TL;DR No there haven’t been a series of recent studies that disagree about butter, only headlines.
NOTE: Keep in mind that often the press releases fuel the headlines as much as news articles, so news outlets and bloggers aren't the only ones complicit in creating confusion! This article isn't intended to single out a single publication as the cause of the issue.
EurekaAlert posted a press release titled “Saturated fat could be good for you” this week that made waves and eventually ended up with its own Daily Mail headline.
So either there is some HUGE discrepancy in the way nutrition scientists see the function of saturated fat…. Or press releases (and the subsequent headlines born from them) are just playing a giant 5th-grade-birthday-party game of telephone with the truth.
Firstly, did Tufts find that butter was harmless? Well, no. They just found that if you looked at the INDIVIDUAL FOOD BUTTER in people’s diets, the amount they reported eating (in diet recalls) wasn't correlated with heart disease outcomes (in fact it was slightly inversely correlated with heart disease and diabetes), but was statistically associated with overall mortality. This isn’t too surprising for reasons we’ll discuss below.
The concern over butter largely relates to its lower unsaturated fat content and greater saturated fat content; saturated fats can increase blood cholesterol levels whereas unsaturated fats have more favorable effects. To test the hypothesis that increasing saturated fats increases cardiovascular and/or total mortality in observational studies, like those cited in the daily mail, there are two important questions to answer:
1) Are total intakes of saturated fat associated with increased mortality?
2) if you replaced intakes of saturated fat with another nutrient, would you affect overall mortality?
"Are we a good fat? Or a bad fat?"
The butter publication from Tufts was a meta-analysis of previously published cohort studies and really only focused on whether butter intake alone, not total saturated fat intakes, was significantly associated with death. We might think of butter as being just a stick of solid fats, but in reality, food surveys have shown that it is only a relatively minor source of saturated fat in the diet (in this study, the effects of butter were considered in 14g servings (7g of saturated fat total)).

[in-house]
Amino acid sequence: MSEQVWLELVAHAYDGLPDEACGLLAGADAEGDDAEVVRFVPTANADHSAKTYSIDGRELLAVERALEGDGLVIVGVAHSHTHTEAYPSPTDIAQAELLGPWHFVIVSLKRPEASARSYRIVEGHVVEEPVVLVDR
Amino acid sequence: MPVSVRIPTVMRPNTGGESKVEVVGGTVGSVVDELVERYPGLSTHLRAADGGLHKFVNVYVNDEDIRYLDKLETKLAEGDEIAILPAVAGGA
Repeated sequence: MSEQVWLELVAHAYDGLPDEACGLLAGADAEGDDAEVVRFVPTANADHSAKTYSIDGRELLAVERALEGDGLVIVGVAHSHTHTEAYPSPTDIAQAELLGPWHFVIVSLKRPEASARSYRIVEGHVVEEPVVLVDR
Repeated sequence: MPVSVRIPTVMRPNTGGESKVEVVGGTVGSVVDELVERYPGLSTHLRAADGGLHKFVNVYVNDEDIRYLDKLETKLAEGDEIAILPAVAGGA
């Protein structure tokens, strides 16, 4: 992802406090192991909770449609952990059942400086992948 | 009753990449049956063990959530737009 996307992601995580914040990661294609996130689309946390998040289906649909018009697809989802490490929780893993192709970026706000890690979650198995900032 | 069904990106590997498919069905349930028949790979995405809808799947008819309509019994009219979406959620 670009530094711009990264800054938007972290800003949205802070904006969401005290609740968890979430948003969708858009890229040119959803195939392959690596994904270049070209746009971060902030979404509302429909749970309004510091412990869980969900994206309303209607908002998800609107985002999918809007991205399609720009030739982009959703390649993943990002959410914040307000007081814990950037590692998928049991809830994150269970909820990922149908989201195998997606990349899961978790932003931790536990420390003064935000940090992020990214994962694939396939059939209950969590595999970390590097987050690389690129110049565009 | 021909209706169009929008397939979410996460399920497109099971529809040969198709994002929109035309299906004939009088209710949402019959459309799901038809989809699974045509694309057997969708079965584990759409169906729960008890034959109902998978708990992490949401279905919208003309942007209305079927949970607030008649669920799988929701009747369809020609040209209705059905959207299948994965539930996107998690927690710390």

While butter can contribute to total saturated fat intakes and higher blood cholesterol, it’s certainly possible to eat very little butter and still consume a lot of other sources of saturated fats, such as cheese. Looking at high vs low butter consumption in these analyses doesn’t account for other sources of saturated fat intake, so it’s not super surprising that butter alone isn’t a major predictor of cardiovascular or total mortality.
In addition to considering total saturated fat intakes, you also have to ask yourself what else could people be eating instead. In observational studies looking at foods, you have to consider that people don’t eat in a vacuum.
When you look at butter intake as a percentage of total calorie intake (which observational studies often do), this means something has to fill the void that butter leaves if someone isn’t eating it!
Someone who doesn’t eat a lot of butter in these studies might be filling that caloric void with nuts and legumes, and in that case, you’ll likely see a benefit from removing butter. If it’s filled with trans-fat laden baked goods, you’ll make butter look relatively good! In large cohorts, where some people are doing the former, and some people are doing the latter, it’s not too shocking that you don’t find many significant associations between butter intake and mortality.
The unfortunate part of media presenting the Tufts butter study as though it says something entirely contrary to the Harvard study is that the two really aren’t incompatible! In fact, the Tuft findings - that a single source of saturated fat is weakly related to death - actually agrees with the Harvard study that followed.
Harvard's was another observational study that found that comparing the highest quintile of total saturated fat intake with the lowest was associated with an 8% increase in relative risk of mortality. Furthermore, those who ate the most polyunsaturated fats had an 11% decrease in total mortality.
So ultimately, these two studies don’t disagree as much as one might initially think. The totality of the evidence, from observational studies like these and from randomized controlled trials, supports current dietary recommendations to replace saturated fats with polyunsaturated fats.
The Daily Mail screengrab implies that the Harvard analysis was on the effect of butter - it was not. It was on the effect of total saturated fats. And this study was different in that it assessed the change in risk you see when you substitute one macronutrient in place of another.
Did Tufts then rescind its endorsement of butter? Also no. Consider that this sentence is in the original Tufts study listed:
“Our results suggest relatively small or neutral overall associations of butter with mortality, CVD, and diabetes. These findings should be considered against clear harmful effects of refined grains, starches, and sugars on CVD and diabetes; and corresponding benefits of fruits, nuts, legumes, n-6 rich vegetable oils, and possibly other foods such as fish on these endpoints. In sum, these results suggest that health effects of butter should be considered against the alternative choice.” [Emphasis mine]
So while they say that a little butter likely isn’t worse than other highly processed foods, it all depends on what you’re comparing with butter.
Exactly the same as the conclusion as the Harvard study.